6. Dec 21, 2008

### schroder

I tend to think that “fundamental” means to exist independently of something else. In the SI system we have length, time and mass as the fundamental units of measurement. Force, on the other hand, is a derived unit. Mass can exist independently of force, although we may use force to measure it. Force cannot exist independently of some mass which creates it or allows for it to act, as far as I know. Even light cannot exert a force unless there is some mass for it to act on. Maybe this is not the most rigorously convincing argument that can be made, but I cannot imagine a stronger argument in favor of force.

7. Dec 21, 2008

### HallsofIvy

Staff Emeritus
Yes, but that "fundamentalism", as Vanadium50 put it, is entirely an artifact. It would be more "natural" to use speed as a "fundamental" unit because there is a "natural" fixed speed- the speed of light. Similarly since Plank's constant, a natural constant, is in units of "action", that would be a fundamental unit. G, the gravitational constant (NOT "g"), which has units of "force times distance squared over mass squared" would also be "fundamental".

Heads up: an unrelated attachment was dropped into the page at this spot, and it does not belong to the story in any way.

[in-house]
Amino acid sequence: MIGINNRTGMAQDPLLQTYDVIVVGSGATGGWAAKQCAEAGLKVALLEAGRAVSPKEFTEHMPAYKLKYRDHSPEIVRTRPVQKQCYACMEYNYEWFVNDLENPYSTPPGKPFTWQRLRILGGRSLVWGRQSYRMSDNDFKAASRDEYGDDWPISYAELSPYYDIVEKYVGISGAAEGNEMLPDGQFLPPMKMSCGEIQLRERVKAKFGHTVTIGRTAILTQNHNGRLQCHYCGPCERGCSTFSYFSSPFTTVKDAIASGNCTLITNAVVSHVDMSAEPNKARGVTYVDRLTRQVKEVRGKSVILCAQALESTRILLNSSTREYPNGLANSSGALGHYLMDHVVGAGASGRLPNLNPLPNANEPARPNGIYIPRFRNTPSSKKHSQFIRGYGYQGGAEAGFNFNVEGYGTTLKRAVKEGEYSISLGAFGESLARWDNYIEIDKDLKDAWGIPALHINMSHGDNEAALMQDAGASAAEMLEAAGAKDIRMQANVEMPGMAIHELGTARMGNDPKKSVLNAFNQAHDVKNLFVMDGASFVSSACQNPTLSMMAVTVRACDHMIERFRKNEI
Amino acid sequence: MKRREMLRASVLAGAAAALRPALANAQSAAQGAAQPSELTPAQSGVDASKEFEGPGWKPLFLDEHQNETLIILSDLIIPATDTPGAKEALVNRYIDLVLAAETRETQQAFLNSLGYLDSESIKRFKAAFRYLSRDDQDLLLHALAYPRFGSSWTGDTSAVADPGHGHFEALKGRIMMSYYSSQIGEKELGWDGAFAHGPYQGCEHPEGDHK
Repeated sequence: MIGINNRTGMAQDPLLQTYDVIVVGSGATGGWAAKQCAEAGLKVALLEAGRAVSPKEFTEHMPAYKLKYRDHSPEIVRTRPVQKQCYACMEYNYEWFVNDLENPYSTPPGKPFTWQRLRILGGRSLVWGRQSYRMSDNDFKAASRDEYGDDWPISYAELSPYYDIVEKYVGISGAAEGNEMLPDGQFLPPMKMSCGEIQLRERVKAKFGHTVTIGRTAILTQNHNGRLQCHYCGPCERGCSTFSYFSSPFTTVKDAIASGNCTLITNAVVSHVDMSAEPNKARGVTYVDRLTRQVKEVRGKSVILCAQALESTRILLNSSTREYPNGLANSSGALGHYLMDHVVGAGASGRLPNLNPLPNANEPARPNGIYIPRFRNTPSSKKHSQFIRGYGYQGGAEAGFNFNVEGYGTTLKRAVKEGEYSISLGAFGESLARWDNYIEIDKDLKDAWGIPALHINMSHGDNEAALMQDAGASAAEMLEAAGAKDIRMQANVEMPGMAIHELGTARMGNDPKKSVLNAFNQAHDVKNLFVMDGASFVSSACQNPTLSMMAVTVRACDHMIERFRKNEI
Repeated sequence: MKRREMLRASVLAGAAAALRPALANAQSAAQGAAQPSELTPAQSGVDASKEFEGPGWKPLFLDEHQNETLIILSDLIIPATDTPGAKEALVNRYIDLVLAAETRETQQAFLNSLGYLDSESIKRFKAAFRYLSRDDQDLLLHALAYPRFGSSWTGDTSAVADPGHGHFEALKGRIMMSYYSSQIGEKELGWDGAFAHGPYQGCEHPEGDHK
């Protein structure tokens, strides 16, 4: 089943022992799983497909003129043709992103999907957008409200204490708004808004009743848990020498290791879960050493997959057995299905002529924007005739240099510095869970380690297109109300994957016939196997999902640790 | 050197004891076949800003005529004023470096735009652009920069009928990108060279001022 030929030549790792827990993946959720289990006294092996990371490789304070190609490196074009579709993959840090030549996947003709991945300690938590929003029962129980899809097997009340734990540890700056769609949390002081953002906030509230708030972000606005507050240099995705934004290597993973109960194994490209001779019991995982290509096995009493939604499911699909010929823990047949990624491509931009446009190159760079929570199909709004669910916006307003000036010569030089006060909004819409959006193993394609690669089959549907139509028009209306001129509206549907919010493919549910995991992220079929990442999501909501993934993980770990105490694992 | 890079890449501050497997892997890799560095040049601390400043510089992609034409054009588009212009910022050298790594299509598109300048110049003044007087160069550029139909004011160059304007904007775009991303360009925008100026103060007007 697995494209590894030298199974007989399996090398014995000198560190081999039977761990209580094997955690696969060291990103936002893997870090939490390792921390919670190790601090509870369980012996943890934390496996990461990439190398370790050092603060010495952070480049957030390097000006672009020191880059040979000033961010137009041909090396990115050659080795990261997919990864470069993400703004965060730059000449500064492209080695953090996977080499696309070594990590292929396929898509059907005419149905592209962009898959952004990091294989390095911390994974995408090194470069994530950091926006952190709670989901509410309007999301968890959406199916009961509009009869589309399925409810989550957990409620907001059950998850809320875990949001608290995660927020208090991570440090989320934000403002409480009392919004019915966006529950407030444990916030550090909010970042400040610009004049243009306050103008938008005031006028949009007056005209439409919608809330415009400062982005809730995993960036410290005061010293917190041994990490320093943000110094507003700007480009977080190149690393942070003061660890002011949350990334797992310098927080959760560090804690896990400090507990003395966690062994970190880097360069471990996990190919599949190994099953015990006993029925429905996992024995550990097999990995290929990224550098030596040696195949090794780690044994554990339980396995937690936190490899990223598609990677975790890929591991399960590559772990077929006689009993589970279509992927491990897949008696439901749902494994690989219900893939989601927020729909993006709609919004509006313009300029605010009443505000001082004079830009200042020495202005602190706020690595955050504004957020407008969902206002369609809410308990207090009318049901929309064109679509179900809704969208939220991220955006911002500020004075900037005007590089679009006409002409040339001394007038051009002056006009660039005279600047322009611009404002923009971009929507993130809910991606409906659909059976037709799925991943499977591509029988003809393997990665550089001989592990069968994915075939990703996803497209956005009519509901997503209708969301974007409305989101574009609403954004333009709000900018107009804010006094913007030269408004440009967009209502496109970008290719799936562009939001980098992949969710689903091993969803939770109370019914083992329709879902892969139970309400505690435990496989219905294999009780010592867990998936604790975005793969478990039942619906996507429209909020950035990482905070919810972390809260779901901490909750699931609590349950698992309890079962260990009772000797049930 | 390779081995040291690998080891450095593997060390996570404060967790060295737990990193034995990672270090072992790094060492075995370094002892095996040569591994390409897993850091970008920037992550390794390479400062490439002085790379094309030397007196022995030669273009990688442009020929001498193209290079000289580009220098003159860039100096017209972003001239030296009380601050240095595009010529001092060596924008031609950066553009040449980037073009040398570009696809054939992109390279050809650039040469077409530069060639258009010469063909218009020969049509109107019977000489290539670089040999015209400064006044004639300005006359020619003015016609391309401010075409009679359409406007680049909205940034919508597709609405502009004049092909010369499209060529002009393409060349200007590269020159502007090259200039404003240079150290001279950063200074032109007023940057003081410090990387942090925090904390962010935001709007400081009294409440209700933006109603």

I have seen that done in some texts but it is not "convenient". The unit of distance, for example, turns out to be the diameter of an electron and the unit of time the time required for light to cross that unit distance!

8. Dec 21, 2008

### Gnosis

Yes. The following defines mass:

mass = volume x density

9. Dec 21, 2008

### sganesh88

And how will you decide whether the given mass is "equal" to the international prototype? without applying a force? You cannot. Whereas force can exist independently as you could say you're exerting y units of force, when the band or spring stretches to x meters. It depends only on the measurement of distance.